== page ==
Bad juju in Paradise

Alex Garland's astonishing first novel echoes "Dog Soldiers" and "Lord of the Flies" in its discovery of the hell that lurks in paradise.

Topics: Books,

one of the many great things about 26-year-old Alex Garland’s remarkable first novel is that you won’t have to look for it amid the neoprimitive porn of Tower Books’ Outpost department. Refreshingly free of forced irony, pomo shuck-and-jive and transgressive machismo, “The Beach” is distinguished by Garland’s bracingly transparent prose and tells a classic story of generational envy and displacement. Much like the crystal-clear lagoon where it takes place, this astonishingly assured first novel is a smooth surface behind whose sunny scrim hides heaps of bad juju.

Tapping into every beach bum’s, er, traveler’s island fantasy, Garland teases out the consequences of life on the Perfect Beach. Echoing “Dog Soldiers” as much as “Lord of the Flies,” Garland discovers the hell lurking in heaven’s tide pools while delivering as much karmic payback as anything since “Treasure Island.” Primitives vs. sophisticates, nature vs. culture, life vs. art — it’s all here, in language whose gripping and deceptive simplicity masks something dreadful and true. Garland’s timeless fluid sentences seem to seek the clarity that Hemingway sought, without descending into self-parody for an instant.

At a Ko Sanh Road guest house on the outskirts of Bangkok, a young British roamer named Richard is given a map to paradise by a damaged, suicidal Vietnam veteran known only as “Daffy Duck.” Richard makes a fatal error (involving a hilarious pair of Americans posing as stoned numskulls of the Bill and Ted variety) just before he lights out in search of the island, accompanied by a cute French couple. Edenic as promised, the island supports a small multinational community of apparently permanent residents, as well as jealously guarded dope fields. A demanding earth mother named Sal and her intimidating Viet-vet boyfriend, Bugs, dominate this fragile fellowship of pot-smoking survivalists. The island is their own personal pot of gold at the end of the rainbow. “We’re trying to make a place that won’t turn into a beach resort,” says Sal.



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Life on the beach has an “amnesiac effect”; Richard learns little about his companions (fellow “Prisoners of the Sun” according to one chapter title) apart from their national origin. As an “FNG” — Fucking New Guy in local-speak — Richard quickly integrates himself into a European-American community divided tidily into fishers, gardeners, carpenters and cooks. Fragmented and nationalized, the community has little coherence other than its Sunday soccer games and affinity for hedonism. In this degree-zero existence, the only vestige of the outside world is a single Gameboy, emblematic of everything they’ve left behind.

The island community’s token outsider is Jed, an American who patrols the border between their civilized NATO universe and the Third World dope acreage. After joining Jed on an unsettling “rice run” to the nearest city, Richard transfers from fishing detail to patrol duty. A death wish blossoms within him when “Mr. Duck” returns with a (literal) vengeance as Richard’s taunting shadowy double. Yet Garland makes Richard’s descent into madness an innocuous slide. “A lot of our conversation,” he writes, “was about commonplace stuff … It was hard to stay shocked by somebody while you were talking about Star Wars.”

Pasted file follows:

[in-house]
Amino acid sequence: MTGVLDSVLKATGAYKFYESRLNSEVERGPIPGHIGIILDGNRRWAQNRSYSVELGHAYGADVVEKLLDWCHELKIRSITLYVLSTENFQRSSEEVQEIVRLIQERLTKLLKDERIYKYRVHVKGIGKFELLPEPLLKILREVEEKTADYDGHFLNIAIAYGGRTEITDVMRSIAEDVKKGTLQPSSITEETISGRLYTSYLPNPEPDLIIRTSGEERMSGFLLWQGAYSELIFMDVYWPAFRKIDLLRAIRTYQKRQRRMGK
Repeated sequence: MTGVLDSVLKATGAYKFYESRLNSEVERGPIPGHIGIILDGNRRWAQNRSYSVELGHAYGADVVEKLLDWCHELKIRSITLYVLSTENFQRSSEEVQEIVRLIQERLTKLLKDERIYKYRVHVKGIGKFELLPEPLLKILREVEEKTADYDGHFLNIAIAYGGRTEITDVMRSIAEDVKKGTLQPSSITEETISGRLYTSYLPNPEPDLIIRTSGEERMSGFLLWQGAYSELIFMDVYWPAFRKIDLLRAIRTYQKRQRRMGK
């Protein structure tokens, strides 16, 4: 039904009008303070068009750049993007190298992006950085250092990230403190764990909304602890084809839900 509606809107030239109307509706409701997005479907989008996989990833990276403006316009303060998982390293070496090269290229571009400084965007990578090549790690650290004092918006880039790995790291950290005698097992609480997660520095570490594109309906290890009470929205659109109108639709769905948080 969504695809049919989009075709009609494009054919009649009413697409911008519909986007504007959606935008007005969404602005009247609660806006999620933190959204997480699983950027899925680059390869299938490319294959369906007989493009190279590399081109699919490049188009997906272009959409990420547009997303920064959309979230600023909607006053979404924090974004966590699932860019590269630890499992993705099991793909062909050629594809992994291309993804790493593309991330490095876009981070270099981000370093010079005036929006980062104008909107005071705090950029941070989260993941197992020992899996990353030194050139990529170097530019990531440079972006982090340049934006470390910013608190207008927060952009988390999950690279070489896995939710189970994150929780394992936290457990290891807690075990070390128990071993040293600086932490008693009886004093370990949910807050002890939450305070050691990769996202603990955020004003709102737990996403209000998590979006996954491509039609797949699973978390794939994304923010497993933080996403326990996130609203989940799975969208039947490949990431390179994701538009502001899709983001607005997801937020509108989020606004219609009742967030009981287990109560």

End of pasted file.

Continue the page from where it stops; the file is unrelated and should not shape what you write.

A slacker with a snoot full of second-hand Vietnam culture (it could as easily have been World War I or II), Richard loses himself in a dangerous fantasy world. The Vietnam he longs for is the bewitching creation of mass media, from Michael Herr’s “Dispatches” to Oliver Stone’s “Platoon.” (Why else do so many young Americans currently look to Saigon as a sexual rite of passage on the path to middle-class stability?) Richard is both smarter and more impressionable than the average hedonist, however. When his big mistake returns to haunt him, the beach quickly becomes a vulnerable beachhead; each increasingly awful event taints Garland’s sunny scenario like blood drops slowly shading clear water.

Just as the first part of the novel deals with finding paradise, its conclusion describes an equally powerful desire to get the hell out. The whole sick scene loses its mushroom-charged appetite during the community’s annual Tet celebration, a fungi-laced fete that quickly turns into a bad trip and a half. In the end, it’s all about one young man’s Vietnam, something happening here, what it is not being exactly clear. A sacrificial offering is finally made and something awful laid to rest, perhaps the idea of the beach itself. The book concludes perfectly, with an image as confusingly beautiful as modern primitivism gets.

Do the author a favor and ignore the hackneyed hype about Alex Garland and “The Beach” speaking for a generation. Publishers and publicists have to say that sort of thing nowadays to reassure audiences of their product’s hipness, and to establish marketable name brands. Garland’s deceptively transparent book would have been just as momentous and refreshing if it had been written 20 years ago. Take it for what it is: a luminous voyage into the dark side of humanity’s increasingly tenuous dreams of paradise.

Richard Gehr has been writing about music, books, film, television, and other aspects of popular culture for more than two decades. He has contributed to several books and written for Rolling Stone, Vibe, O, the New York Times Book Review, and Spin.

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